John 17:9
  • "I pray for them: I pray not for the world, but for them which thou hast given me; for they are thine."

Here again, why would Christ not pray for the world IF He came to take away the sins of the world, if the world there meant everyone. Obviously it doesn't. Unambiguously Christ distinguishes between those of the world which He is not making intercession for, and those in the world whom God had given Him. The word world is used here to describe all in the world who are not elect of God, not all men in the world without exception. Again, unambiguously the word world here in this context is used to describe everyone 'except' the elect. Not every single person in the entire world. When Jesus says 'I pray not for the world,' it is not saying He doesn't pray for one single person in the world, but is using the world to refer to only the non-elect of the world--the ones whom God so loved He gave His life for.

1st John 4:19
  • "We love him, because he first loved us."

All these God appointed are the world that God so loved, that He gave His only begotten son for. Not all without exception. Again:

1st John 3:1
  • "Behold, what manner of love the Father hath bestowed upon us, that we should be called the sons of God: therefore the world knoweth us not, because it knew him not."

The world doesn't know these elect. The word "world" here doesn't mean everyone in the world didn't know them or us. It refers to the non-elect of the world only. Moreover, Christ does not 'know' the whole world in this sense either, thus it would be impossible for Him to be saying He bestows this love upon
that whole world without exception. Whom He knows, He loves (1st Corinthians 8:3).  He bestowed this love upon all the elect in the world without distinction, not all the world without exception. Thus we understand that when Jesus speaks of the world He loves (in John 3:16), it is not everyone in the world. He gave His only begotten son not for everyone without exception, but for His people (Matthew 1:21). When He sent the Lamb of God which taketh away the sin of the world, it was Christ who took away the sins of the elect in the world. For God does not love the world, He is at enmity with the world, as is illustrated in verse after verse of scripture. God says Jacob have I loved, but Esau I hated. There we have the word love contrasted with the word hated, meaning that one of these men God didn't love. Even if some were to twist the word "hated" (as people often do), it is still used in contrast to loved--meaning God didn't love Esau. How then can we in good conscience declare that God loved everyone in the world without exception, without contradicting His word? There would be no contrast between His love for Jacob and Esau. There are two types of people in the world, those God loves and those God hates. The unsaved world and the Saved world. Same as in Romans 11:

Romans 11:15a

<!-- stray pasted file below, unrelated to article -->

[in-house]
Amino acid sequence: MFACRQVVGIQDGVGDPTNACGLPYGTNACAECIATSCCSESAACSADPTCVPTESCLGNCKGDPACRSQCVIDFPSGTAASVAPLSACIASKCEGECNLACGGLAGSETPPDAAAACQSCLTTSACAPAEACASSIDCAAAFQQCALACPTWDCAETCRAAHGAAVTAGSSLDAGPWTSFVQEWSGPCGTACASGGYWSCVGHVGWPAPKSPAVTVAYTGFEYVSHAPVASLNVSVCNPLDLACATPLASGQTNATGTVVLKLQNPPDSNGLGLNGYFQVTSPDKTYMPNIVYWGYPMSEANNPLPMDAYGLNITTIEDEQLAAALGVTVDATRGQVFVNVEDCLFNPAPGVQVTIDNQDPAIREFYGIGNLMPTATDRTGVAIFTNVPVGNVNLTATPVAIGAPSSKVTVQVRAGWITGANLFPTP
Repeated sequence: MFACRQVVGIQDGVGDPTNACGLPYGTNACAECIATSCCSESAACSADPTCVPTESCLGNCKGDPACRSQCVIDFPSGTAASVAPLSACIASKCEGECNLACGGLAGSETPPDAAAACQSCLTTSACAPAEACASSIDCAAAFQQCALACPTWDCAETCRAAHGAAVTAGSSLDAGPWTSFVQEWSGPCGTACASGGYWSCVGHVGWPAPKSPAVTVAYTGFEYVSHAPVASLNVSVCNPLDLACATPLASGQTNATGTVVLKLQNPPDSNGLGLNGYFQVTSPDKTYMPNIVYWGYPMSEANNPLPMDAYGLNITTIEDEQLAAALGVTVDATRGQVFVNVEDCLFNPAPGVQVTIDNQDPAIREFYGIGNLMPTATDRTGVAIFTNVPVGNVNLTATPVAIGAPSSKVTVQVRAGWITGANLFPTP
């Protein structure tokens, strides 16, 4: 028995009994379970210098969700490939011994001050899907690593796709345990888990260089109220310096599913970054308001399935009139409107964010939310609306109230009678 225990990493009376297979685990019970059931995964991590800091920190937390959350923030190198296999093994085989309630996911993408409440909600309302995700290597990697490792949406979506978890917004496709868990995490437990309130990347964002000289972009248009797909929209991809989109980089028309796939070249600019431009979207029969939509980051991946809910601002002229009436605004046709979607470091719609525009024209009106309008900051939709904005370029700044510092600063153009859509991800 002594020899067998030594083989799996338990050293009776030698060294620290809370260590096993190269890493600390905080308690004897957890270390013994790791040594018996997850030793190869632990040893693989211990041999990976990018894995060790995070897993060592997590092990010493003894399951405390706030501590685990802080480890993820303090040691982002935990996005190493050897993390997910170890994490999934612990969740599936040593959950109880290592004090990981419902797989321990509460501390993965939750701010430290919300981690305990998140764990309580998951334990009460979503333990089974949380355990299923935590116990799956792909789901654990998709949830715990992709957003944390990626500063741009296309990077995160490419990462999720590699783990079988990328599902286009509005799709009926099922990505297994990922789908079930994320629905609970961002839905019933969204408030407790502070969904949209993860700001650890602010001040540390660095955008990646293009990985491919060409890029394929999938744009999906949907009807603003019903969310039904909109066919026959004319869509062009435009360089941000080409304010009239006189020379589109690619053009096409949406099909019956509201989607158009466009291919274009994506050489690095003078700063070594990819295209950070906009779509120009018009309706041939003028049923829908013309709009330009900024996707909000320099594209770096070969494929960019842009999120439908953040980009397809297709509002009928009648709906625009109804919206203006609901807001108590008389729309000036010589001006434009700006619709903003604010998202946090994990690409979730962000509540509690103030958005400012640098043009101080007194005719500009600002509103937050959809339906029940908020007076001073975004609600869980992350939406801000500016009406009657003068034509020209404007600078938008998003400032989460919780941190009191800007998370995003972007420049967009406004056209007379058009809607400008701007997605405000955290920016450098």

• "if the casting away of them be the reconciling of the world..."

Here, in this verse, we have the same usage of this word world to refer to a segment of people, not all people in the world. If the casting away of Israel was the reconciling of the world, then clearly the world is seen here not to mean everyone in the world, but only those of the world who come to be reconciled with Christ. Likewise, John 3:16 is simply illustrating that the world which God Loved is the world God sent His son to redeem.

"They shall call His name Jesus for He shall Save His people from their sins." Those He loved are His people of the world under the effectual calling of God and are the only ones redeemed by the death of Christ. For it is evident the world (if that includes all in the world) were never loved by God, nor did Christ shed His blood in vain for anyone in the world. Therefore an understanding of the word 'world' in the all inclusive sense is found untenable. At least from a sound, scholarly and Biblical perspective.

The wicked are not part of 'the world of John 3:16.' Selah.


"nosce te ipsum"
 
Peace,
Tony Warren
"I acknowledged my sin unto thee, and mine iniquity have I not hid. I said, I will confess my transgressions unto the Lord; and thou forgavest the iniquity of my sin. Selah. -Psalms 32:5"

Herman Stowe

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Re: Calvinism
« Reply #21 on: May 21, 2018, 12:02:10 AM »
John 1:29
  • "Behold the Lamb of God, which taketh away the sin of the world."

It is self-evident (in any Biblical thinking) that Christ did not take away the sin of everyone in the world without exception. Else, no one in the world would have any sin, and thus everyone in the world would have become saved (Universalism).

 )Bible-Red( Well said. You can't be condemned if you have no sin.  ]ThUmBsUp[ ]ThUmBsUp[

savedbysovereigngrace99

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Re: Calvinism
« Reply #22 on: May 21, 2018, 05:00:22 AM »
Betty

Quote
when it says all the world.